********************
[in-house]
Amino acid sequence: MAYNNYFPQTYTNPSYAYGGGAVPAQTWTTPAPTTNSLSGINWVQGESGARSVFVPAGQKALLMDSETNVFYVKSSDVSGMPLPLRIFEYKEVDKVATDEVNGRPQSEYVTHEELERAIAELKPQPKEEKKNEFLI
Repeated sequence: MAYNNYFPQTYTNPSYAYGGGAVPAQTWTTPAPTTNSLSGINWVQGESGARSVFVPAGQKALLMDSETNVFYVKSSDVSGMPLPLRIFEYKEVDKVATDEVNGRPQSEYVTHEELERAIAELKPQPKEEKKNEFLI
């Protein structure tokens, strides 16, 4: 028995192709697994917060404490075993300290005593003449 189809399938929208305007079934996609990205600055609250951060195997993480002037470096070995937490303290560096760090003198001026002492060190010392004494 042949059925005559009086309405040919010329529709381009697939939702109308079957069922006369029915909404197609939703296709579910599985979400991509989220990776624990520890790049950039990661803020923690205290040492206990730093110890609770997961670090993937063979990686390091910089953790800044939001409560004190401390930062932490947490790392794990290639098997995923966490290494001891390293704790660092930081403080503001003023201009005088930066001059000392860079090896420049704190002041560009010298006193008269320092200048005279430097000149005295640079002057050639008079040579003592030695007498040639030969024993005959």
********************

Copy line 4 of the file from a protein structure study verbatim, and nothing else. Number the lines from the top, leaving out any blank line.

């Protein structure tokens, strides 16, 4: 028995192709697994917060404490075993300290005593003449 189809399938929208305007079934996609990205600055609250951060195997993480002037470096070995937490303290560096760090003198001026002492060190010392004494 042949059925005559009086309405040919010329529709381009697939939702109308079957069922006369029915909404197609939703296709579910599985979400991509989220990776624990520890790049950039990661803020923690205290040492206990730093110890609770997961670090993937063979990686390091910089953790800044939001409560004190401390930062932490947490790392794990290639098997995923966490290494001891390293704790660092930081403080503001003023201009005088930066001059000392860079090896420049704190002041560009010298006193008269320092200048005279430097000149005295640079002057050639008079040579003592030695007498040639030969024993005959």